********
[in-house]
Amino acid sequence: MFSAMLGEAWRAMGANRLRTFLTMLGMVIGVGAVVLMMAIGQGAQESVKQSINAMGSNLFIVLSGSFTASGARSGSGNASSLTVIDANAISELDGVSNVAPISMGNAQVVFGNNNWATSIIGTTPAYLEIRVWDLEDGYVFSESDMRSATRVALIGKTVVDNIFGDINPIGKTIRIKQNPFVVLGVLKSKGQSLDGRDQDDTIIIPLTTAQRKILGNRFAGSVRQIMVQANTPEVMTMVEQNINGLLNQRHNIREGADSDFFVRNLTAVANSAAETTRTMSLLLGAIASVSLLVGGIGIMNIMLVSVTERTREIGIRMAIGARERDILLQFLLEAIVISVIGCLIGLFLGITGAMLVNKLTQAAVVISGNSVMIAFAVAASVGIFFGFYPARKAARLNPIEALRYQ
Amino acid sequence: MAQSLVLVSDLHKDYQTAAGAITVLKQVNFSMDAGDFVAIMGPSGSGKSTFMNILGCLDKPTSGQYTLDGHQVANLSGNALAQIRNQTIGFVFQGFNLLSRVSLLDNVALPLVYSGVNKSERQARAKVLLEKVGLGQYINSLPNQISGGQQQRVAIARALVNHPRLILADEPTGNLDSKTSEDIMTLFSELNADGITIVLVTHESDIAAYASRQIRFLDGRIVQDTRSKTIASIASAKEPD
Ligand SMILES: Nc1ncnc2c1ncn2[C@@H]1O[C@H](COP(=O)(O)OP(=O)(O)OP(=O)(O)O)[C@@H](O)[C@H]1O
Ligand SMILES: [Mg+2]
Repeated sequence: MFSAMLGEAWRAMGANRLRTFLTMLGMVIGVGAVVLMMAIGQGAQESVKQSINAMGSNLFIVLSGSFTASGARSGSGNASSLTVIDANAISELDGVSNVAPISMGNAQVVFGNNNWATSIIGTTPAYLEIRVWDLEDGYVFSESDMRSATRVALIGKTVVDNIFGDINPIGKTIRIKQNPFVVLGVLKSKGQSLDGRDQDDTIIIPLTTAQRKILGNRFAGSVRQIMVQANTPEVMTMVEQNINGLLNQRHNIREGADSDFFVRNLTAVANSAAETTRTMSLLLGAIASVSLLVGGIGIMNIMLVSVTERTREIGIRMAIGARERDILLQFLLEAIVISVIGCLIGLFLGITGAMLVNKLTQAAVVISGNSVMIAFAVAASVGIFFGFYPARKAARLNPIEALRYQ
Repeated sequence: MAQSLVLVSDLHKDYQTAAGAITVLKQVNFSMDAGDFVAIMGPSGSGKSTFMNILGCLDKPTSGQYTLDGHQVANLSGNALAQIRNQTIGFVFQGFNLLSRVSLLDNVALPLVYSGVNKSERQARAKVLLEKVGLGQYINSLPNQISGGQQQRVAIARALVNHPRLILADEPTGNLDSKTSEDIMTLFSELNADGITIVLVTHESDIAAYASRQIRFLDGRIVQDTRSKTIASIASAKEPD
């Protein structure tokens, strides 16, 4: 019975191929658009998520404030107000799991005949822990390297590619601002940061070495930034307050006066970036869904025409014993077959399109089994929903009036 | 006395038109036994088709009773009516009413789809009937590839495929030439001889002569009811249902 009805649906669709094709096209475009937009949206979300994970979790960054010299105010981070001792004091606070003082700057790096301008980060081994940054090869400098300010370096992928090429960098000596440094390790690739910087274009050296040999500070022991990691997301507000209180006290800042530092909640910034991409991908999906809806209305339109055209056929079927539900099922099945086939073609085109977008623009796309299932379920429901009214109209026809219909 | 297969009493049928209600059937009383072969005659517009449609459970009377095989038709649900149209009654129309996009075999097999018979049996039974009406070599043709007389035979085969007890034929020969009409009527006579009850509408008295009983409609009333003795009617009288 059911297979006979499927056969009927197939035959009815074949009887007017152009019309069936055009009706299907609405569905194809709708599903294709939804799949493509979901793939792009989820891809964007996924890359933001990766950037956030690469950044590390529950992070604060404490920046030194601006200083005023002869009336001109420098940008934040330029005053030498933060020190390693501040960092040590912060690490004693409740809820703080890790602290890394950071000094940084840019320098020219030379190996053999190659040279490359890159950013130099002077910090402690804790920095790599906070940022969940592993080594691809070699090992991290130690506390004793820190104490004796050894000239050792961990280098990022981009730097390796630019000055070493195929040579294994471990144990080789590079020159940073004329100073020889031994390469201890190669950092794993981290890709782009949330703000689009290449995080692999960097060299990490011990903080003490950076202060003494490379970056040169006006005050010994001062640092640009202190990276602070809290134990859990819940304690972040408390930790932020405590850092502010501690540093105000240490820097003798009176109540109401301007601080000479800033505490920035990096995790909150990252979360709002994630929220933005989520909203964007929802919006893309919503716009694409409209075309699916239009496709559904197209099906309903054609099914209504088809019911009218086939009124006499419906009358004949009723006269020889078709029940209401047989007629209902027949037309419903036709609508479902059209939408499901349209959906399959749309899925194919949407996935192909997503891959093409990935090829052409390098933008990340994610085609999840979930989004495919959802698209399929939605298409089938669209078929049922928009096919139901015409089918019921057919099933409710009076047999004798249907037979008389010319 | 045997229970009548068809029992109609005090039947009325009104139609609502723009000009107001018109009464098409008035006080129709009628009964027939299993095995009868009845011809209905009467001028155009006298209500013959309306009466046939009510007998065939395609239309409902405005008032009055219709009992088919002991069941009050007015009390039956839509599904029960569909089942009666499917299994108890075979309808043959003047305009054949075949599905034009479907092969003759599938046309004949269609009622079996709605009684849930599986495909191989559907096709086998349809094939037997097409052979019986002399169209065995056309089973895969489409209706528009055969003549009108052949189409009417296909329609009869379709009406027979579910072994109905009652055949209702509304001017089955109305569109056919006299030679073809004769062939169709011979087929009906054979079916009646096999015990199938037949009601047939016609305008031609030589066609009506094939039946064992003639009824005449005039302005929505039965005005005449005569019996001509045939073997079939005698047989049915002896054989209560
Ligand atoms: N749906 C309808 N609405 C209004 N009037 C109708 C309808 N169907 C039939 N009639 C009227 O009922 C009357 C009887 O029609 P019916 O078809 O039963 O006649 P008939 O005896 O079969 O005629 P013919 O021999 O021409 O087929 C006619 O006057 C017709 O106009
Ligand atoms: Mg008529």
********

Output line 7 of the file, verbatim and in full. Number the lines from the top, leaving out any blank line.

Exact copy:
Repeated sequence: MAQSLVLVSDLHKDYQTAAGAITVLKQVNFSMDAGDFVAIMGPSGSGKSTFMNILGCLDKPTSGQYTLDGHQVANLSGNALAQIRNQTIGFVFQGFNLLSRVSLLDNVALPLVYSGVNKSERQARAKVLLEKVGLGQYINSLPNQISGGQQQRVAIARALVNHPRLILADEPTGNLDSKTSEDIMTLFSELNADGITIVLVTHESDIAAYASRQIRFLDGRIVQDTRSKTIASIASAKEPD